Illegal immigration, also called irregular immigration, is a pertinent phenomenon occurring all across the most developed countries in which immigrants take up or maintain unauthorized residence. Economic vulnerability, political instability, and ecological pressures have been known to drive emigrants to leave the countries of their nationalities and head elsewhere, most often to find work. We cannot deny that this global phenomenon is of ...More
Anna Morticelli: Even though EU policy grants member states substantial autonomy in matters of illegal immigration, a coherent across-the-board approach would be more effective. Illegal immigrants should be decriminalized and viewed as a resource, and their countries of origin should continue to receive financial support.
Over the last decade or so the EU has launched a series of legal provisions and policy documents containing the guidelines, objectives and legal instruments with which to operate in the fight against illegal immigration from third-world countries.The policy of the European Union to fight illegal immigration seems to be moving in two directions. On one hand it acts directly against the factors that generate emigration in the ...More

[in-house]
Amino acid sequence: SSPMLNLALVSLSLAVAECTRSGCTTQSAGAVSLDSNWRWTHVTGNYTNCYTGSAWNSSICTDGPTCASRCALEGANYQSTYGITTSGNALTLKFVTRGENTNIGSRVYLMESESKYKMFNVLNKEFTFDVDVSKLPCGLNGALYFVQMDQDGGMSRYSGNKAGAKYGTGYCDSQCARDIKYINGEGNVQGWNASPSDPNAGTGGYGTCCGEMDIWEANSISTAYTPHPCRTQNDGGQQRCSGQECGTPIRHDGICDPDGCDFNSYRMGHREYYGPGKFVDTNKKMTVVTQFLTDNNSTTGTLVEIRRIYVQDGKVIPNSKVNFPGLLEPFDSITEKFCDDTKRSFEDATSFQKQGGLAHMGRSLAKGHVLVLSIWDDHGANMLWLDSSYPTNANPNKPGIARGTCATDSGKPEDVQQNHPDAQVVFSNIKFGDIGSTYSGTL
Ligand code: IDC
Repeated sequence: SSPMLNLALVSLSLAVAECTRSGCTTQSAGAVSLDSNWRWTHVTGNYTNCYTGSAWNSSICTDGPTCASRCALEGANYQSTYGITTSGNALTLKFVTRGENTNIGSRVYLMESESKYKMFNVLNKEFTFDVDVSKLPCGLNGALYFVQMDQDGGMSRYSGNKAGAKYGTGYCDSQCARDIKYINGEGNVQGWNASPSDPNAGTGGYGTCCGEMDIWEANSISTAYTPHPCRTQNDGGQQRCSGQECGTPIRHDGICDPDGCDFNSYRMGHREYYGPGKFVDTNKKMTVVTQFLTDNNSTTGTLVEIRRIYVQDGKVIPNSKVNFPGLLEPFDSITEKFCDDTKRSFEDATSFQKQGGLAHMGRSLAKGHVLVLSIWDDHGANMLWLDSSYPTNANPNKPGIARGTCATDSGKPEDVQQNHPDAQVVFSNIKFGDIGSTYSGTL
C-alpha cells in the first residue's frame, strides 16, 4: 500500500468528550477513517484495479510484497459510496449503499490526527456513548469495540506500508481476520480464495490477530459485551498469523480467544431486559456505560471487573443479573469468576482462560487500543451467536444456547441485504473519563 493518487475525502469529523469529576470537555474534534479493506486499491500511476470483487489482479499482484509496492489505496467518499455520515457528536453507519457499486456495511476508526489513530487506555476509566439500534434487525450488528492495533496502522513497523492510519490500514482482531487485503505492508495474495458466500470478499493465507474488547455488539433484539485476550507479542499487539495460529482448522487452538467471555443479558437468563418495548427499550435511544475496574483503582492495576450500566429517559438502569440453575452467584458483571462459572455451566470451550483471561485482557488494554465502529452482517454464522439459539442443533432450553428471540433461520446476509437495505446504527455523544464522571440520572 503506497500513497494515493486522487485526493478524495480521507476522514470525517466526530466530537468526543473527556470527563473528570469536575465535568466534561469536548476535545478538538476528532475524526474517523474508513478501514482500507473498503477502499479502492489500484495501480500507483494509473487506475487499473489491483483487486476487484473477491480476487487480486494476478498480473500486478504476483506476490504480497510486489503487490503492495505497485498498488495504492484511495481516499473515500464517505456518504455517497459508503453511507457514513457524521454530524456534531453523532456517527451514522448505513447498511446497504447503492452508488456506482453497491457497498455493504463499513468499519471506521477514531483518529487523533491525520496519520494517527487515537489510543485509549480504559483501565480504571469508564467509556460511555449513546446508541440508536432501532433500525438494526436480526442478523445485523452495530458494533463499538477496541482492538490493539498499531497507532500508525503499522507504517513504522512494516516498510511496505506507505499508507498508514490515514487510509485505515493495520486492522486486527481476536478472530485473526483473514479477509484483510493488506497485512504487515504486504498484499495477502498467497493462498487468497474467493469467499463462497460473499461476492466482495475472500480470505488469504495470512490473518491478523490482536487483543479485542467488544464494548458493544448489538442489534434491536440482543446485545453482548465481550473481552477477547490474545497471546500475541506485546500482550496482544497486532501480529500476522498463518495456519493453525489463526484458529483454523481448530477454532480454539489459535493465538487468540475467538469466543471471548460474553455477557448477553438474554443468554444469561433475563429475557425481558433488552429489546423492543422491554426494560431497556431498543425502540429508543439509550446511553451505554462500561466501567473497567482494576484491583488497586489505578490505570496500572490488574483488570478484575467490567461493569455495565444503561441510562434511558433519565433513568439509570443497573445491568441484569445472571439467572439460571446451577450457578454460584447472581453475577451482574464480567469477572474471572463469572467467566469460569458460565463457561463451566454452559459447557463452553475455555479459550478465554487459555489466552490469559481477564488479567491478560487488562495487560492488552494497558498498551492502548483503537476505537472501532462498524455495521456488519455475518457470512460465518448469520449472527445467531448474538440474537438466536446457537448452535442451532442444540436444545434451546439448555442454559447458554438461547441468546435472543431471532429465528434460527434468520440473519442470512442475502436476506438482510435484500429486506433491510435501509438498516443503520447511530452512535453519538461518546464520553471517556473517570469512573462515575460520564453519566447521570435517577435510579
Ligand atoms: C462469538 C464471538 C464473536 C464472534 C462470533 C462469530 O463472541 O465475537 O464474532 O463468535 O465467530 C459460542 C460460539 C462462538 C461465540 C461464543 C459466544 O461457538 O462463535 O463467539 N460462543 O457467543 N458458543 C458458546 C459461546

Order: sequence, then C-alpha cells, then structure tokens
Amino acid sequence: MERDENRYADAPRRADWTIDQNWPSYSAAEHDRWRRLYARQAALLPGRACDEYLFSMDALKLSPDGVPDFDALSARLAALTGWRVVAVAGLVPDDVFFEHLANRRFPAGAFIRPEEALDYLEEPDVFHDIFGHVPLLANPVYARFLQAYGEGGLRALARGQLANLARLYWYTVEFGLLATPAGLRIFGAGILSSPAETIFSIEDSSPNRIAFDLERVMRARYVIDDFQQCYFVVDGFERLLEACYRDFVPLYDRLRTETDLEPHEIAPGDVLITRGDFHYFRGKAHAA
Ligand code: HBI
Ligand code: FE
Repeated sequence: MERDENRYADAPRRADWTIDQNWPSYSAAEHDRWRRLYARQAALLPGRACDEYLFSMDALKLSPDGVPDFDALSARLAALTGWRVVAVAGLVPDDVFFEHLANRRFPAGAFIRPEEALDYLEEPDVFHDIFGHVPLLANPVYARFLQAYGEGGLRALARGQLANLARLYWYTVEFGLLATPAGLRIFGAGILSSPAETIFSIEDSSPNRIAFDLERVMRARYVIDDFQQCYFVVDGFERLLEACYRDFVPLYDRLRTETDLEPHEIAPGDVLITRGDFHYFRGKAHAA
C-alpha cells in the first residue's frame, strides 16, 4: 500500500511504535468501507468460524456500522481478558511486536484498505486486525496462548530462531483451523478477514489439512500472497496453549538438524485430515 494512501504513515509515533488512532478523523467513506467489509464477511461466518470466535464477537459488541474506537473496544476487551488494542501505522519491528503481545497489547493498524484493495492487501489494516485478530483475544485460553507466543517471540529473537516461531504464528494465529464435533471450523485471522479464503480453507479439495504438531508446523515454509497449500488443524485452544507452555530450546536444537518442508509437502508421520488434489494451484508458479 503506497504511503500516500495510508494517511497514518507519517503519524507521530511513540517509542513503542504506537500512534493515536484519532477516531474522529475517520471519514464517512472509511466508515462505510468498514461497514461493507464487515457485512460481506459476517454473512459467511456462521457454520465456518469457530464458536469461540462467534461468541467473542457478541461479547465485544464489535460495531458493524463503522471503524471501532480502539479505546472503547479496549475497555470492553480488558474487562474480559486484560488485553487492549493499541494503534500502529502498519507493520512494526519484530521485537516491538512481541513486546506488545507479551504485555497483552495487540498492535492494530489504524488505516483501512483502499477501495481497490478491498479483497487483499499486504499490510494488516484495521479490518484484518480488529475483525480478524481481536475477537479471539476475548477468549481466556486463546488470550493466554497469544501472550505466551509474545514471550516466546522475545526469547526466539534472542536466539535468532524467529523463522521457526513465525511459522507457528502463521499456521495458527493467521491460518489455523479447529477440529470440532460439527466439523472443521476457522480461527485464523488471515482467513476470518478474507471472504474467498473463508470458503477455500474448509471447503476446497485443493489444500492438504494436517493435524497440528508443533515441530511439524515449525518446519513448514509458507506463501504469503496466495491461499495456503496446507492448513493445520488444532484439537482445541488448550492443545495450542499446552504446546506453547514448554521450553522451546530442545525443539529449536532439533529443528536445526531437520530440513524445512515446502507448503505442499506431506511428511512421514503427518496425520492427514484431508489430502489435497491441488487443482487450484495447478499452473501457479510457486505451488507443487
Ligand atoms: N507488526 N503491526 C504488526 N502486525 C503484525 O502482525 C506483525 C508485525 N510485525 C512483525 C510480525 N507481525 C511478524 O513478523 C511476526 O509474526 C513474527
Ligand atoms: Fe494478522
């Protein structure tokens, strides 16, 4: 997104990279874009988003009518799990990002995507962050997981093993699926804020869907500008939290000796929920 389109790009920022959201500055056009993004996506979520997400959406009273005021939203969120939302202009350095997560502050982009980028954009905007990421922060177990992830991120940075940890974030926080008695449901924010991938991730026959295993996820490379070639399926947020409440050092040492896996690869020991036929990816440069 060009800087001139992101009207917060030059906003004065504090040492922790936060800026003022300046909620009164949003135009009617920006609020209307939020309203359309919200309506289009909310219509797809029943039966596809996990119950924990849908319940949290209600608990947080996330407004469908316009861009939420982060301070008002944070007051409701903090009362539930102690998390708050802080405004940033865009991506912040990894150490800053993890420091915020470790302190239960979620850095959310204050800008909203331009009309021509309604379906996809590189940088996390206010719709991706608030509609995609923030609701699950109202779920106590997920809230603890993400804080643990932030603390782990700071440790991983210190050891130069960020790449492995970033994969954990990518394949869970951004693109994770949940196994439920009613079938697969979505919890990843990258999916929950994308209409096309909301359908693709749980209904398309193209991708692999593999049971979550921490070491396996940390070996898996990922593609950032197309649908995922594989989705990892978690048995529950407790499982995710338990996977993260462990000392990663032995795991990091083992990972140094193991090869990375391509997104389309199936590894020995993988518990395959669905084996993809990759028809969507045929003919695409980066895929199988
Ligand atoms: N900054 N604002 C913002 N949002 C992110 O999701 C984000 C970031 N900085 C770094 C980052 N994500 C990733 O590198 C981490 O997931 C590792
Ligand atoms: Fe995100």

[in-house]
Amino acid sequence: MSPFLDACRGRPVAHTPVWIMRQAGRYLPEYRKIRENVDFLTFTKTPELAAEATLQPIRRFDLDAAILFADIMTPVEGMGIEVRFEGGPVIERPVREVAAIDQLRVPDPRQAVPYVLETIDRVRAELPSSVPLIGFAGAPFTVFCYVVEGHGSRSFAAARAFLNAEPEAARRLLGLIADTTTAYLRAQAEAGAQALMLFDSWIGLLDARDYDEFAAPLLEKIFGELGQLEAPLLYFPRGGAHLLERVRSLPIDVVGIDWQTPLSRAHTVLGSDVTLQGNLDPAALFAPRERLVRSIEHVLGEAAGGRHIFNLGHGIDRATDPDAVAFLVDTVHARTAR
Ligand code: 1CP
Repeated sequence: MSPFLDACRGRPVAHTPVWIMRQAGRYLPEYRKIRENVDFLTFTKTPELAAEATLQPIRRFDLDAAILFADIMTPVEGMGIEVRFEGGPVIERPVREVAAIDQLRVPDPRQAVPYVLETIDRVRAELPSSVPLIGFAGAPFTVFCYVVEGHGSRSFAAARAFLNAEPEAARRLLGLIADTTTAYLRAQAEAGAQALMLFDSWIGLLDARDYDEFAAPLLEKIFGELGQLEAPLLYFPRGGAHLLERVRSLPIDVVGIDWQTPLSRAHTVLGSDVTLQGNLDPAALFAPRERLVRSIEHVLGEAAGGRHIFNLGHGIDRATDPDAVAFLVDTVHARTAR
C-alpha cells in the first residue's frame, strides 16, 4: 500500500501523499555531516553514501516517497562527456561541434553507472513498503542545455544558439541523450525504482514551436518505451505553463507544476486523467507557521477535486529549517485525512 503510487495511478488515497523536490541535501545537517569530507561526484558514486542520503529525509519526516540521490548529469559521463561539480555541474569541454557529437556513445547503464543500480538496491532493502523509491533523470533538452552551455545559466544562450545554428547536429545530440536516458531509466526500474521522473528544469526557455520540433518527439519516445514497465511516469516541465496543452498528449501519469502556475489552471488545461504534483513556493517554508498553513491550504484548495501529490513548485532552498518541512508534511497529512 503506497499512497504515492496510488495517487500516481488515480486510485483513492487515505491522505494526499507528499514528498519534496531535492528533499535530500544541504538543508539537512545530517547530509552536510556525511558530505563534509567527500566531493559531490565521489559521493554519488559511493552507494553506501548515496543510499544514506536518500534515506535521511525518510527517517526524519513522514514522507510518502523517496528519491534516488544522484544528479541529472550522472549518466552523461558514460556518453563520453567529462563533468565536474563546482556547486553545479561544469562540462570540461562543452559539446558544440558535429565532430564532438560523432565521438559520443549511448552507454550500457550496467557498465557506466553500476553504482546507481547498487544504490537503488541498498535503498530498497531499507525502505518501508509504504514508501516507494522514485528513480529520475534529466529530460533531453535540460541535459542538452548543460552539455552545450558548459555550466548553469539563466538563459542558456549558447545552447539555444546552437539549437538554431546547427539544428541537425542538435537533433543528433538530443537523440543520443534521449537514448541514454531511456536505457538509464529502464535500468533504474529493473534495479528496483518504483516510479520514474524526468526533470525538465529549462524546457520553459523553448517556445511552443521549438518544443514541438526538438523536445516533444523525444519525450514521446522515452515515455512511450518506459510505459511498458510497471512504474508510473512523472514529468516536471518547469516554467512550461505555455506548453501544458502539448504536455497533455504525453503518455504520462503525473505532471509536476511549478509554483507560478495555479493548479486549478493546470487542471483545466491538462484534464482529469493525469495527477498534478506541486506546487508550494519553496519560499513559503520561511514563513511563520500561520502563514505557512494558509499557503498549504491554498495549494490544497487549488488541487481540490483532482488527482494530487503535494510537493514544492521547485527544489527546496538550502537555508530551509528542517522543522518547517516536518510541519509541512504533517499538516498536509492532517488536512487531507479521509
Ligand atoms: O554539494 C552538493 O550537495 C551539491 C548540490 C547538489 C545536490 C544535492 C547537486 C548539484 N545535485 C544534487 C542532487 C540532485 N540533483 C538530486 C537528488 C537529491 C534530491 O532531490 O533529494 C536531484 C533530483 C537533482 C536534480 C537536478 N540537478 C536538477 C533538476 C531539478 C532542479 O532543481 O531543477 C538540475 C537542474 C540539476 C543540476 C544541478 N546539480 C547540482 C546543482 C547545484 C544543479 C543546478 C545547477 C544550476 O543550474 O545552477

Franck Düvell: In the EU irregular migrants mainly enter legally and overstay whilst in the US they mainly enter clandestinely. Thus, in the EU, irregular immigration is primarily an internal control issue, whilst in the US it is primarily an external border control issue. In the EU where there are more regularizations and legal migration channels, there are less irregular immigrant populations. This seems like a viable solution.